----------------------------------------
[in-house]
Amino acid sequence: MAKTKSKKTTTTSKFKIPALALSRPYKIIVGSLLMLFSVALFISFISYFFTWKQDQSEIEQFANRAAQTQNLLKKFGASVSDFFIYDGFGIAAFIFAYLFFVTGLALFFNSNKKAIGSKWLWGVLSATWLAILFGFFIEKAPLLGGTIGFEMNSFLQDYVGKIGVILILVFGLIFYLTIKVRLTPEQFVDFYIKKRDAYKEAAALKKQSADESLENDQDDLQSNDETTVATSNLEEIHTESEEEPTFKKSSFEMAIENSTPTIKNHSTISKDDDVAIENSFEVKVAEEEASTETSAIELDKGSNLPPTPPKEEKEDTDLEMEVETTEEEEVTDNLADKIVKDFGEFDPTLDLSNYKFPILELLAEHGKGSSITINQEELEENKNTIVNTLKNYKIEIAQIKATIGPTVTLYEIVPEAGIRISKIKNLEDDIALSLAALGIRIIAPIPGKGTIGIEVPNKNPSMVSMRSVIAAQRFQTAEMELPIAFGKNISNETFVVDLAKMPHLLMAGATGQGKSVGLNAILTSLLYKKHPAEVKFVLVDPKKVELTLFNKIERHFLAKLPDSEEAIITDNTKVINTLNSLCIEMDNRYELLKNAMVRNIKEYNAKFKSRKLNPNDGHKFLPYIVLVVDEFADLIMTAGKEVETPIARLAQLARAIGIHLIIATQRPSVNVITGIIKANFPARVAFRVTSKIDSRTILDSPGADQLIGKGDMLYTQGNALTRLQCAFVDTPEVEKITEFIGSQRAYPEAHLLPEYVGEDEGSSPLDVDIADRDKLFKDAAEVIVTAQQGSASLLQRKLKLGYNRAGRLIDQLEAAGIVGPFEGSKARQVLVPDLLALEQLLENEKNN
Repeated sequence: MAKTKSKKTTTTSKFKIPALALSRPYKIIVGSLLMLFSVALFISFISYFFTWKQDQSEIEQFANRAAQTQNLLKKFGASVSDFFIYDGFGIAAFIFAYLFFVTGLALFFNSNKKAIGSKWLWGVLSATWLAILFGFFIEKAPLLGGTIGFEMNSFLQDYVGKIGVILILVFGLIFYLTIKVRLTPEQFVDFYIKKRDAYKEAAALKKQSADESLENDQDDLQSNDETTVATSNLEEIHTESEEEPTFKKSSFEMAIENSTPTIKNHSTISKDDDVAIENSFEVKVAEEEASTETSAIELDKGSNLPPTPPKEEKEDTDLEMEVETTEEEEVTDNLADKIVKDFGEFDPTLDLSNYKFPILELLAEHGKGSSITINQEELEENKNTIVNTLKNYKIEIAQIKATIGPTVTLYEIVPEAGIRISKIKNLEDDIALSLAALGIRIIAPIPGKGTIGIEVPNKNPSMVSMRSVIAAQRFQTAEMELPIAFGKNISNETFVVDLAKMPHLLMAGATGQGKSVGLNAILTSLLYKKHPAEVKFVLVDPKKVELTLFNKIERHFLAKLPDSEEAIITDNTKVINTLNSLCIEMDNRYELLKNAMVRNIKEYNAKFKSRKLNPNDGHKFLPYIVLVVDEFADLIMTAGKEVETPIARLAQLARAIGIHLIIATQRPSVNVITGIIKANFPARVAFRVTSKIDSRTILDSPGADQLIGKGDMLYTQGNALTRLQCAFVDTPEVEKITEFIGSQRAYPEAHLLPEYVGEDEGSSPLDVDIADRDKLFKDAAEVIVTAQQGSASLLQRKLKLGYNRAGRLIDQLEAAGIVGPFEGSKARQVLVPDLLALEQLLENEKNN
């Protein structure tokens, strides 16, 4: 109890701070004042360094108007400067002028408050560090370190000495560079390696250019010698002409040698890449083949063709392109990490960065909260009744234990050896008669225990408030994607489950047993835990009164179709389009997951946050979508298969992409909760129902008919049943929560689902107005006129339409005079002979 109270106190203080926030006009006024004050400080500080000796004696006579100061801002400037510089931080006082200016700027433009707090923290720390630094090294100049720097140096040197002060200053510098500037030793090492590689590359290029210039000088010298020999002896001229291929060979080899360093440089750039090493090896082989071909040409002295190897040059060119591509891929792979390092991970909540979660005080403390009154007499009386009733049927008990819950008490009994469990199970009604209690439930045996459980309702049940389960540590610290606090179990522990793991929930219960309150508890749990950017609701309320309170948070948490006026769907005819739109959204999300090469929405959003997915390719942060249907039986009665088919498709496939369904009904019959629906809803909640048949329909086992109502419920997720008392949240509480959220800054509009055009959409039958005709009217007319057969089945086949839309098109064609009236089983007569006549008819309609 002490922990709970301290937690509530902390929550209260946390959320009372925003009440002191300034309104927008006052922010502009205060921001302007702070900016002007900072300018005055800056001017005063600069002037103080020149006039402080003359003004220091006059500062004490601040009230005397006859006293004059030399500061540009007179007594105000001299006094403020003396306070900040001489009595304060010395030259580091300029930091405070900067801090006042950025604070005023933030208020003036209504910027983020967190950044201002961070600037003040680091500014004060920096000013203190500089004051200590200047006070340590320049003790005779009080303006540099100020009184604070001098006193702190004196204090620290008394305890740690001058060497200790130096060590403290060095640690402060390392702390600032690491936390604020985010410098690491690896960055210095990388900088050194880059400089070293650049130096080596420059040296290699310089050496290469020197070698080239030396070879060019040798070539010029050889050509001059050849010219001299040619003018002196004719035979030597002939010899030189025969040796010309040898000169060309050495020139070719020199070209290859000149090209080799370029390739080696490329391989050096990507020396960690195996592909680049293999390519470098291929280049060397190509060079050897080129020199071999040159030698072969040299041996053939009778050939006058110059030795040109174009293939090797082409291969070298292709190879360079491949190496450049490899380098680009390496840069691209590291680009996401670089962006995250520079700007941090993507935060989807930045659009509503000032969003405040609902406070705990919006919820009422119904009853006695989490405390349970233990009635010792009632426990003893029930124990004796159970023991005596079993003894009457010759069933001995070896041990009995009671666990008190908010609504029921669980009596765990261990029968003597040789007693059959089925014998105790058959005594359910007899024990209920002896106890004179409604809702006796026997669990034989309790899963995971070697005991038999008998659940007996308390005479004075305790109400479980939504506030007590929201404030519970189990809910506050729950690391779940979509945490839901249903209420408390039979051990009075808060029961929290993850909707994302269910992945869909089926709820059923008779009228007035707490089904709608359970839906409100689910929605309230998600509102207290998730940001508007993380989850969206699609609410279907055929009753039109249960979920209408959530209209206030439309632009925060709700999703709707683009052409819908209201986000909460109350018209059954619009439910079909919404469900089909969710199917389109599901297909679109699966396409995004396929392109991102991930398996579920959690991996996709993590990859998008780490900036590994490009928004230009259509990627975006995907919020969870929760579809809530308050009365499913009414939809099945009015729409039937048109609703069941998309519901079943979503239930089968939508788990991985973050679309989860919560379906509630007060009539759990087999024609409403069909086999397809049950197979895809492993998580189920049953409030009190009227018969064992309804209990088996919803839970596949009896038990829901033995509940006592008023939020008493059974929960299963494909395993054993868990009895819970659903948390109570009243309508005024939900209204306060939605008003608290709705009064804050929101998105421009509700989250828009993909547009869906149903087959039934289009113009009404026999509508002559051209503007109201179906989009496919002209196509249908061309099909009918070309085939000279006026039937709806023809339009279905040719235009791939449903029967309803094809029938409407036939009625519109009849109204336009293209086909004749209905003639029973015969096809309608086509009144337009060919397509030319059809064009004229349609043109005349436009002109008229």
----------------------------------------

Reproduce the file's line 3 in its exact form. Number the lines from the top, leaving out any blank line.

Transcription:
Repeated sequence: MAKTKSKKTTTTSKFKIPALALSRPYKIIVGSLLMLFSVALFISFISYFFTWKQDQSEIEQFANRAAQTQNLLKKFGASVSDFFIYDGFGIAAFIFAYLFFVTGLALFFNSNKKAIGSKWLWGVLSATWLAILFGFFIEKAPLLGGTIGFEMNSFLQDYVGKIGVILILVFGLIFYLTIKVRLTPEQFVDFYIKKRDAYKEAAALKKQSADESLENDQDDLQSNDETTVATSNLEEIHTESEEEPTFKKSSFEMAIENSTPTIKNHSTISKDDDVAIENSFEVKVAEEEASTETSAIELDKGSNLPPTPPKEEKEDTDLEMEVETTEEEEVTDNLADKIVKDFGEFDPTLDLSNYKFPILELLAEHGKGSSITINQEELEENKNTIVNTLKNYKIEIAQIKATIGPTVTLYEIVPEAGIRISKIKNLEDDIALSLAALGIRIIAPIPGKGTIGIEVPNKNPSMVSMRSVIAAQRFQTAEMELPIAFGKNISNETFVVDLAKMPHLLMAGATGQGKSVGLNAILTSLLYKKHPAEVKFVLVDPKKVELTLFNKIERHFLAKLPDSEEAIITDNTKVINTLNSLCIEMDNRYELLKNAMVRNIKEYNAKFKSRKLNPNDGHKFLPYIVLVVDEFADLIMTAGKEVETPIARLAQLARAIGIHLIIATQRPSVNVITGIIKANFPARVAFRVTSKIDSRTILDSPGADQLIGKGDMLYTQGNALTRLQCAFVDTPEVEKITEFIGSQRAYPEAHLLPEYVGEDEGSSPLDVDIADRDKLFKDAAEVIVTAQQGSASLLQRKLKLGYNRAGRLIDQLEAAGIVGPFEGSKARQVLVPDLLALEQLLENEKNN